There’s a moment (spoiler, maybe?) in The Huntsman: Winter’s War, when Sam Claflin’s prince explains that Snow White is absent because staring at the magic mirror too much made her ill (what a diss). We then see a quick shot of Snow White from behind as she agonizes in front of the mirror, though her face remains obscured. If you’ve seen the film, then it’s easy to imagine why Snow White and the Huntsman star Kristen Stewart didn’t feel like reprising her role for the sequel, but she’s happy to spell it out for you, just in case.
The Huntsman: Winter’s War
After last week’s stellar opening, it was clear that The Jungle Book was going to hold on to the number one spot at the box office this weekend. However, it wasn’t clear that it would spell complete and total doom for the weekend’s other new release, The Huntsman: Winter’s War, which debuted with very disappointing numbers in second place.
The Huntsman: Winter’s War is a prequel, a sequel, a spinoff, a mashup, a bit of a remake, and almost a movie. It contains many recognizable elements from actual films — plot, characters, scenes, imagery, music — almost all of them inspired by (if not outright stolen from) other far more original movies and television shows. There are bits and pieces shamelessly swiped from Frozen, Lord of the Rings, The Hunger Games, Game of Thrones, the Marvel Cinematic Universe, plus a few odds and ends from the production it is ostensibly following, 2012’s Snow White and the Huntsman. It’s almost like the movie version of a pod person from Invasion of the Body Snatchers; superficially indistinguishable from the real thing, but lacking any semblance of a soul.
In the tradition of ScreenCrush series like You Think You Know Movies and You Think You Know TV comes a new YouTube series: Top Five! Each week (or so; we’ve got a lot of other stuff going on), ScreenCrush editor and critic Matt Singer will count down a particular topic from the world of movies (and probably write these introductory posts in the third person).
Snow White and the Huntsman was a pretty decent fantasy-action update on the classic fairy tale with some solid action sequences in the vein of Game of Thrones — which makes The Huntsman: Winter’s War and its blatant riff on Frozen all the more baffling. The latest trailer for the super-weird prequel has arrived, and if nothing else, we can all agree that A. The cast is great, and B. This movie looks BONKERS.
There are ordinary, everyday ripoffs and there are thefts so bold they’re almost impressive in the degree of their thievery. What I admire about The Huntsman: Winter’s War, the sorta-prequel to 2012’s Snow White and the Huntsman, is that very shamelessness. They basically swapped out Snow White (she’s a baby here; she grew up to be Kristen Stewart in the first movie) for Elsa from Frozen. They’re not even pretending. They just want all the little girls who loved Frozen and are now three years older to come check out this movie.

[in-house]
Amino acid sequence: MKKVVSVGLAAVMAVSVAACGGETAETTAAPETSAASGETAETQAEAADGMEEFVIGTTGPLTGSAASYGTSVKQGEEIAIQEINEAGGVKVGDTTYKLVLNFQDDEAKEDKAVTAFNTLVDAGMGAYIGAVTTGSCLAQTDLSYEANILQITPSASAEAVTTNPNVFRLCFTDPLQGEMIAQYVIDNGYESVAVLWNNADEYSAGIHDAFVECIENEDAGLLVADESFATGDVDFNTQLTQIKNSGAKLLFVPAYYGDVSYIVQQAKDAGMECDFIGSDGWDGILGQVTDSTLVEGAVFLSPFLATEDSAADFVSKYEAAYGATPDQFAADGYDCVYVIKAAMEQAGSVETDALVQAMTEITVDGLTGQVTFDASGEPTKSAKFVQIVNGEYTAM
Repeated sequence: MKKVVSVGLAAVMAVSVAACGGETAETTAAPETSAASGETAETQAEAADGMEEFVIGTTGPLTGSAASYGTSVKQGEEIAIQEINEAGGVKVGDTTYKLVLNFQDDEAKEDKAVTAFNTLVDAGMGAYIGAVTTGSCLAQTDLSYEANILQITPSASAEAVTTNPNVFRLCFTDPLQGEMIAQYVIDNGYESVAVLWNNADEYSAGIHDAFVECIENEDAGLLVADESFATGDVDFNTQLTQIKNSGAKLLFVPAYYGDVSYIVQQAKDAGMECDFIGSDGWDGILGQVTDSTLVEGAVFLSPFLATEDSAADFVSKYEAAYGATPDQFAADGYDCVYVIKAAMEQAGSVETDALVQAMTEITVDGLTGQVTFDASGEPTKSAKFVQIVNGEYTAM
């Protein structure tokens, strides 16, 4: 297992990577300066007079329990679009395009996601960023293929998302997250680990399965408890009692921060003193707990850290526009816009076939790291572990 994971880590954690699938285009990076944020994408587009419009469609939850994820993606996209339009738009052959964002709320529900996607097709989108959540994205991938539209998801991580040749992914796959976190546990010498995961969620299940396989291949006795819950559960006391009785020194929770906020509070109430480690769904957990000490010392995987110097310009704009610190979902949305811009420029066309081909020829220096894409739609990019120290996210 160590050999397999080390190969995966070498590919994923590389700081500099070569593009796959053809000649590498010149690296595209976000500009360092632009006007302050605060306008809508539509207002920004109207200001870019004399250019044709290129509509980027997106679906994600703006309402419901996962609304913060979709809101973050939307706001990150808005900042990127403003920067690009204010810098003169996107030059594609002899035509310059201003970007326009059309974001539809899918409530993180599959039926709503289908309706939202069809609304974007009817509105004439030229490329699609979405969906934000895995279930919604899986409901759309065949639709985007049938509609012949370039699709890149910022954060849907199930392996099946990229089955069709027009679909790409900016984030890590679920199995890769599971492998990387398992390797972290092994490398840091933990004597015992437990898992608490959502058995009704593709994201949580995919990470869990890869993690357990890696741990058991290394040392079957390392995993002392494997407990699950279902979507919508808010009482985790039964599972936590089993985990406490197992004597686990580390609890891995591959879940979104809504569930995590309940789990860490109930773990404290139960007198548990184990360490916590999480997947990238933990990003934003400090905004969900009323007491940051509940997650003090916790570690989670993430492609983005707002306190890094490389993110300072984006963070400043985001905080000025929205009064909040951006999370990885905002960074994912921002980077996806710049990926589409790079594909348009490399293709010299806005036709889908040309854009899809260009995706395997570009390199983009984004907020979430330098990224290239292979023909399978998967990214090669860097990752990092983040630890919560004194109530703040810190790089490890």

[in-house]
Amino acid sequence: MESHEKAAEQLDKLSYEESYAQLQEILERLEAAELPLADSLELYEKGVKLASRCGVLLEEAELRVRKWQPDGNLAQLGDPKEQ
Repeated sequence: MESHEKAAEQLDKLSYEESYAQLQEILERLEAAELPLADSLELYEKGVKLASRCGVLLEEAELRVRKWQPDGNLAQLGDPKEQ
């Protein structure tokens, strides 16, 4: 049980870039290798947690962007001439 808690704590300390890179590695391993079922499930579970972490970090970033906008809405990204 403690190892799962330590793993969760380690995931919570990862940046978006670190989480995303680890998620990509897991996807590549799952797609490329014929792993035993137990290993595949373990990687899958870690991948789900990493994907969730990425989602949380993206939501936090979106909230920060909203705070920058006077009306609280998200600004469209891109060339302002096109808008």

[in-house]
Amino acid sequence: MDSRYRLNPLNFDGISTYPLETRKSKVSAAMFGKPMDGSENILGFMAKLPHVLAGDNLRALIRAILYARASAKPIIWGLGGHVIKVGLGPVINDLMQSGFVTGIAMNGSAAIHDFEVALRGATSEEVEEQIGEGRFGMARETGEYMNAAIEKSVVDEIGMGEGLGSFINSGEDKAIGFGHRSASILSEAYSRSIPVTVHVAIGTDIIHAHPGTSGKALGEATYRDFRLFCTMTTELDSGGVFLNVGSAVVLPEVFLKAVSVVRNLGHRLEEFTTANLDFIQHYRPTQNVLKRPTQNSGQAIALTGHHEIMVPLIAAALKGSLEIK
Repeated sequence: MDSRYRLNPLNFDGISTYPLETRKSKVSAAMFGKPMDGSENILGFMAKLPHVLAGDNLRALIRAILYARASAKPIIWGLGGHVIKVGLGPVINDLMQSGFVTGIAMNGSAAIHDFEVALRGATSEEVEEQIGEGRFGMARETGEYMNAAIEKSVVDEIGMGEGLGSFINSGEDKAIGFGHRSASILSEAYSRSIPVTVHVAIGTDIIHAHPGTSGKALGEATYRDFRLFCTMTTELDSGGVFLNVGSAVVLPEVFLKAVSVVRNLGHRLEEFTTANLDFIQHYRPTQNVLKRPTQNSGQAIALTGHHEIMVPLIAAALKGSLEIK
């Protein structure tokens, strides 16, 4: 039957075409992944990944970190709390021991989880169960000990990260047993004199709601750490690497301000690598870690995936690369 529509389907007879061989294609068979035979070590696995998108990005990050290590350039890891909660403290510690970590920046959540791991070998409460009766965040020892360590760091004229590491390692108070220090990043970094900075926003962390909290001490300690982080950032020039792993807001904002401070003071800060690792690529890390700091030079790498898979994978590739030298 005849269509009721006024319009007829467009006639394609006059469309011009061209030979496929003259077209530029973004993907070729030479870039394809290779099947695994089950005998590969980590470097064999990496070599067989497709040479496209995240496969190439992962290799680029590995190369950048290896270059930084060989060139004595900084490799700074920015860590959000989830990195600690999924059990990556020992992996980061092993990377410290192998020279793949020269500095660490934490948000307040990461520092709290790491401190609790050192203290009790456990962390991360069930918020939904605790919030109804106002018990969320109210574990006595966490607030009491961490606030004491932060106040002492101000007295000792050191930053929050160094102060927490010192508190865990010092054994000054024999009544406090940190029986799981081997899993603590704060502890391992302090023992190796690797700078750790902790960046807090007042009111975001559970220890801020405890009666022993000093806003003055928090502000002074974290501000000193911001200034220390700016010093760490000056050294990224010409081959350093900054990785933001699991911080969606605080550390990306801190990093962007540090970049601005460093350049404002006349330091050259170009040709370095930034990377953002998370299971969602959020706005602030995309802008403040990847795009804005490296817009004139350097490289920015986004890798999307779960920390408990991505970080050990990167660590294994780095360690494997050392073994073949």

Mirror, mirror on the wall, what Snow White sequel is the least Snow White-y of them all?
The casting in the Snow White and the Huntsman sequel has been fairly interesting. In addition to the return of Chris Hemsworth and Charlize Theron, the film will also star Jessica Chastain and Emily Blunt. That’s a lot of awesome women in one film, but there’s one woman who won’t be returning: Kristen Stewart as Snow White — hence the removal of the character’s name from the title The Huntsman. And while Stewart may not be coming back, her love interest definitely is.
The cast of The Huntsman just got a bit more compelling. In addition to Chris Hemsworth, Charlize Theron and Emily Blunt, the Snow White and the Huntsman sequel will also star Jessica Chastain. That’s almost too many awesomely talented people for us to handle. Oh, and Nick Frost will be reprising his role as one of the seven dwarves.
We already knew that ‘The Huntsman’ wouldn’t feature the return of Kristen Stewart’s Snow White (it is called ‘The Huntsman,’ after all), but as it turns out, the film also won’t have many of her friendly dwarves, either—well, it won’t bring back all seven of them, anyway. Instead, the upcoming sequel will only have two of the dwarves, as if Universal looked at the sequel and said, “No dwarves, thanks. You know what? On second thought, we’ll take just a couple, you know, on the side.”